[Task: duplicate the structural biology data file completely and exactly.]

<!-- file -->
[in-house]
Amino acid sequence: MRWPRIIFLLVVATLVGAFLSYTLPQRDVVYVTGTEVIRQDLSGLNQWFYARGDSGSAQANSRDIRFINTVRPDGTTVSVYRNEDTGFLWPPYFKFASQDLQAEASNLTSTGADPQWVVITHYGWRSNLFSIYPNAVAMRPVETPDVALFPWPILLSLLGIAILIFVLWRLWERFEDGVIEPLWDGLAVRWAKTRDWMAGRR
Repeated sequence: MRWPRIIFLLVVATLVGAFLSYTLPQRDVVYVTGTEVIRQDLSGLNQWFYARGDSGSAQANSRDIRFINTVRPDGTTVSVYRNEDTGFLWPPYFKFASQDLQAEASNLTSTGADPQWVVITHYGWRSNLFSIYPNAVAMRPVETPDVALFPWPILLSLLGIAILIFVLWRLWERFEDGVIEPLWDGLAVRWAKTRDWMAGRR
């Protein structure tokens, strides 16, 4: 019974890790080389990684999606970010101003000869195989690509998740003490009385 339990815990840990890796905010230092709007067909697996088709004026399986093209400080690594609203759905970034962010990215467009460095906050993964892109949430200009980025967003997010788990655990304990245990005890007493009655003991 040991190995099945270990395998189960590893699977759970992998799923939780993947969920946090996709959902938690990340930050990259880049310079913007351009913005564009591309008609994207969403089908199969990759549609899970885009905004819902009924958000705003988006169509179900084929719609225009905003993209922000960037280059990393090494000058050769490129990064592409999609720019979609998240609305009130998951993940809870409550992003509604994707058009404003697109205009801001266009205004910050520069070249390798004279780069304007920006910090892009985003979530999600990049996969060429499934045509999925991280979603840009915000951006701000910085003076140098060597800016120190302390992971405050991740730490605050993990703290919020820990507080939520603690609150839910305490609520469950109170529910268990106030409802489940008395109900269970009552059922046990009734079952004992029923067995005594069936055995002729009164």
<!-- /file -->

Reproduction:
[in-house]
Amino acid sequence: MRWPRIIFLLVVATLVGAFLSYTLPQRDVVYVTGTEVIRQDLSGLNQWFYARGDSGSAQANSRDIRFINTVRPDGTTVSVYRNEDTGFLWPPYFKFASQDLQAEASNLTSTGADPQWVVITHYGWRSNLFSIYPNAVAMRPVETPDVALFPWPILLSLLGIAILIFVLWRLWERFEDGVIEPLWDGLAVRWAKTRDWMAGRR
Repeated sequence: MRWPRIIFLLVVATLVGAFLSYTLPQRDVVYVTGTEVIRQDLSGLNQWFYARGDSGSAQANSRDIRFINTVRPDGTTVSVYRNEDTGFLWPPYFKFASQDLQAEASNLTSTGADPQWVVITHYGWRSNLFSIYPNAVAMRPVETPDVALFPWPILLSLLGIAILIFVLWRLWERFEDGVIEPLWDGLAVRWAKTRDWMAGRR
């Protein structure tokens, strides 16, 4: 019974890790080389990684999606970010101003000869195989690509998740003490009385 339990815990840990890796905010230092709007067909697996088709004026399986093209400080690594609203759905970034962010990215467009460095906050993964892109949430200009980025967003997010788990655990304990245990005890007493009655003991 040991190995099945270990395998189960590893699977759970992998799923939780993947969920946090996709959902938690990340930050990259880049310079913007351009913005564009591309008609994207969403089908199969990759549609899970885009905004819902009924958000705003988006169509179900084929719609225009905003993209922000960037280059990393090494000058050769490129990064592409999609720019979609998240609305009130998951993940809870409550992003509604994707058009404003697109205009801001266009205004910050520069070249390798004279780069304007920006910090892009985003979530999600990049996969060429499934045509999925991280979603840009915000951006701000910085003076140098060597800016120190302390992971405050991740730490605050993990703290919020820990507080939520603690609150839910305490609520469950109170529910268990106030409802489940008395109900269970009552059922046990009734079952004992029923067995005594069936055995002729009164």